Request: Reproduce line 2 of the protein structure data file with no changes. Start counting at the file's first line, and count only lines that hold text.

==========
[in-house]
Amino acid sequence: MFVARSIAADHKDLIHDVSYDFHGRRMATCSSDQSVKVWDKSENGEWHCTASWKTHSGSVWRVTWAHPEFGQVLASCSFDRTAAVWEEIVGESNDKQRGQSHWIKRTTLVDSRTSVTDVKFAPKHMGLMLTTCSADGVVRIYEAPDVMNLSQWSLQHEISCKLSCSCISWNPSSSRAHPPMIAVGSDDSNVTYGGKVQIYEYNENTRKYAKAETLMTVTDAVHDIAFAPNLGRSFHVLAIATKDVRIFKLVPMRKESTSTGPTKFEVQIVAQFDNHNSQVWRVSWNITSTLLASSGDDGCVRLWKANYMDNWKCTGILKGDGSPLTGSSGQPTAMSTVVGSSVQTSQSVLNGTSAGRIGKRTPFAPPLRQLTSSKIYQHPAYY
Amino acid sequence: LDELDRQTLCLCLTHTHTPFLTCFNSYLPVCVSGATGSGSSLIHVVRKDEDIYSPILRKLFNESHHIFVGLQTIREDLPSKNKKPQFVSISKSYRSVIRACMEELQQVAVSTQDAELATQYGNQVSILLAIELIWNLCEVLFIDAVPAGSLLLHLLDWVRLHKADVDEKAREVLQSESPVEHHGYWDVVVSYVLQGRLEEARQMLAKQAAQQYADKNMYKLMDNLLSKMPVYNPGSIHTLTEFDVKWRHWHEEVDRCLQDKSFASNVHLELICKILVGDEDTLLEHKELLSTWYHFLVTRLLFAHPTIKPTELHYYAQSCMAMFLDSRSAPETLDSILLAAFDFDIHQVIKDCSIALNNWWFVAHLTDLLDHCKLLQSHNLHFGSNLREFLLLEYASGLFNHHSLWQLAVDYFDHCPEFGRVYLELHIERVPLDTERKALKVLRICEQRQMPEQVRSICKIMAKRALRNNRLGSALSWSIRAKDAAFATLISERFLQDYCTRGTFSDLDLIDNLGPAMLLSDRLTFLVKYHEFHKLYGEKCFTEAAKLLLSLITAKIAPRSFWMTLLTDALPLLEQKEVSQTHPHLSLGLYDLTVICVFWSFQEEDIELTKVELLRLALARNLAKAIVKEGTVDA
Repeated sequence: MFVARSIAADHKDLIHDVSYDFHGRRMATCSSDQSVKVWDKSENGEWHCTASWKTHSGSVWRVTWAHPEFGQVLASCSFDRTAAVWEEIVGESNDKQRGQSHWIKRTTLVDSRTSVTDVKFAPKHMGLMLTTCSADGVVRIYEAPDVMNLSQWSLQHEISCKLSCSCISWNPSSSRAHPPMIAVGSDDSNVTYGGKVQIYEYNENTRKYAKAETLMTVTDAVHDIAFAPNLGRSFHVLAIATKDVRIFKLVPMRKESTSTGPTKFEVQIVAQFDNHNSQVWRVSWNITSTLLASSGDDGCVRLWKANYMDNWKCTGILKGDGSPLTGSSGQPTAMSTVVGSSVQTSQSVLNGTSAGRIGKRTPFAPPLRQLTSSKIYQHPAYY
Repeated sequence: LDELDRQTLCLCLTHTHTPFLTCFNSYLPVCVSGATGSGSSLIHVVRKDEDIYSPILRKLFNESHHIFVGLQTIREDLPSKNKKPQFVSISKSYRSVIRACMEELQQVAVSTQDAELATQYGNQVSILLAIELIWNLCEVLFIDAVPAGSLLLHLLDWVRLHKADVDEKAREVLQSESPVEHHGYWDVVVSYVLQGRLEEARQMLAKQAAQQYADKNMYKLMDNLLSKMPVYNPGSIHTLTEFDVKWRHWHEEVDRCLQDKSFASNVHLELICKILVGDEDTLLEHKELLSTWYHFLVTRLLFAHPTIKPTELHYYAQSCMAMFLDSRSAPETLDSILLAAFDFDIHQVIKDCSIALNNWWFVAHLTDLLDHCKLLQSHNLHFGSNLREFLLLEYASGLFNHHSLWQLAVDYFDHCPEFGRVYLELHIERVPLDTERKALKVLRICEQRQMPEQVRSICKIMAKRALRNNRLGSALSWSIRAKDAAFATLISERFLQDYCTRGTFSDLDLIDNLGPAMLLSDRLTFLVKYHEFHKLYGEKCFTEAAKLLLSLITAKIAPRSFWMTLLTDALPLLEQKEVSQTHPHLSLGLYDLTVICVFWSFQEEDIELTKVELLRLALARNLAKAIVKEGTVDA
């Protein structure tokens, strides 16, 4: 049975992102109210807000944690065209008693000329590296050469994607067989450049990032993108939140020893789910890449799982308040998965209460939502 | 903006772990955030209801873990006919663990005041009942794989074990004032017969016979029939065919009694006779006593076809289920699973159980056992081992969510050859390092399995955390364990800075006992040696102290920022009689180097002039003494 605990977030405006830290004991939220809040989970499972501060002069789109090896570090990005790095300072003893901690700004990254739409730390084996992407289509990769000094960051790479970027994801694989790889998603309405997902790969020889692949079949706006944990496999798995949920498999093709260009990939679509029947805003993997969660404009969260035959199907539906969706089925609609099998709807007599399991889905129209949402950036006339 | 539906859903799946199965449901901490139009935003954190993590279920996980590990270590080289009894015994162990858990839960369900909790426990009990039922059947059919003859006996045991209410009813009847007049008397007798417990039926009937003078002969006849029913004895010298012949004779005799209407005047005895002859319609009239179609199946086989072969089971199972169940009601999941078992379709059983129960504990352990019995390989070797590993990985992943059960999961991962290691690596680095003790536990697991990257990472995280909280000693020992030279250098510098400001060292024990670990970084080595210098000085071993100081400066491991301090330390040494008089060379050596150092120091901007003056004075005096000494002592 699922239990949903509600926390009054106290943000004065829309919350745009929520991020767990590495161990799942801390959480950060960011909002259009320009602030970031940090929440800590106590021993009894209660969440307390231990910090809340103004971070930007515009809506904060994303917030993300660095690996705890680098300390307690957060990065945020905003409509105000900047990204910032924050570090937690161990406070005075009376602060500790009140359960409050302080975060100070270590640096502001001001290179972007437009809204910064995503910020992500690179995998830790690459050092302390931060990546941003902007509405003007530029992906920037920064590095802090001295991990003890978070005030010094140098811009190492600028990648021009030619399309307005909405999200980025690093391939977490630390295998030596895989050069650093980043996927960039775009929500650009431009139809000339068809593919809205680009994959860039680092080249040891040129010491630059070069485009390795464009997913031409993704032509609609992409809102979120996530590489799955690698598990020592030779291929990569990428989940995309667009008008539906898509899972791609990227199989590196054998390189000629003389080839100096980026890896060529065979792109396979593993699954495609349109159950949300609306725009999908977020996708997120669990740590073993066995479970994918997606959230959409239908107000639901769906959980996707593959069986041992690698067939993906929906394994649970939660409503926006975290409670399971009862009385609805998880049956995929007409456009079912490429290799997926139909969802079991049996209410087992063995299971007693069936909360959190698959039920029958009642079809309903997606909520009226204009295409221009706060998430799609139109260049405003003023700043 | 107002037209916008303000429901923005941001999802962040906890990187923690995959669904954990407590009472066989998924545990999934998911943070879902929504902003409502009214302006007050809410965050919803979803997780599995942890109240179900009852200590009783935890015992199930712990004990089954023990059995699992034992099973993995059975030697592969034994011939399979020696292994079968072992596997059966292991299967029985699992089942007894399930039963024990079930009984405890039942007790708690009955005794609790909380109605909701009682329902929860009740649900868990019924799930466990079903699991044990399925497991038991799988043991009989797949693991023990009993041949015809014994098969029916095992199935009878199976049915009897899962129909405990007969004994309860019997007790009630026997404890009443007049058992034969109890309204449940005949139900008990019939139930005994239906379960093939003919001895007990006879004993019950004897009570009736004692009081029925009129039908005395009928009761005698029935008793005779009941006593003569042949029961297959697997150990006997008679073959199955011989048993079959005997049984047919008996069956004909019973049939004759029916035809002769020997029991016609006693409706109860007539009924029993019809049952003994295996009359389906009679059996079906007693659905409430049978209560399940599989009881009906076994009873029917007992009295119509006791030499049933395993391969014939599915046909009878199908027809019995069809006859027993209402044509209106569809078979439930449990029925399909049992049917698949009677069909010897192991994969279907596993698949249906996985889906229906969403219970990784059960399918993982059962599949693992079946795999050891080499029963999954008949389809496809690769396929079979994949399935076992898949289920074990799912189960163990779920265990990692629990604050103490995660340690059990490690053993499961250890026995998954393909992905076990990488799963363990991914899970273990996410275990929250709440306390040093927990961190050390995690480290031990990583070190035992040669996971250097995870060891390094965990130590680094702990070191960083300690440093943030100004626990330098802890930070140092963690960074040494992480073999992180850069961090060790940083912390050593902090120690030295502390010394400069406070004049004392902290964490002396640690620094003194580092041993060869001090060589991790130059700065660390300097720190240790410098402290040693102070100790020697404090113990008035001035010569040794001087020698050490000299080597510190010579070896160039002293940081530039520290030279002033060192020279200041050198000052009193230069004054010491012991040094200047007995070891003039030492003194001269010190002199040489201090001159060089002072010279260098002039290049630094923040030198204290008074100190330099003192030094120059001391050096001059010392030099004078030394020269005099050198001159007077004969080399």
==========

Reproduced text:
Amino acid sequence: MFVARSIAADHKDLIHDVSYDFHGRRMATCSSDQSVKVWDKSENGEWHCTASWKTHSGSVWRVTWAHPEFGQVLASCSFDRTAAVWEEIVGESNDKQRGQSHWIKRTTLVDSRTSVTDVKFAPKHMGLMLTTCSADGVVRIYEAPDVMNLSQWSLQHEISCKLSCSCISWNPSSSRAHPPMIAVGSDDSNVTYGGKVQIYEYNENTRKYAKAETLMTVTDAVHDIAFAPNLGRSFHVLAIATKDVRIFKLVPMRKESTSTGPTKFEVQIVAQFDNHNSQVWRVSWNITSTLLASSGDDGCVRLWKANYMDNWKCTGILKGDGSPLTGSSGQPTAMSTVVGSSVQTSQSVLNGTSAGRIGKRTPFAPPLRQLTSSKIYQHPAYY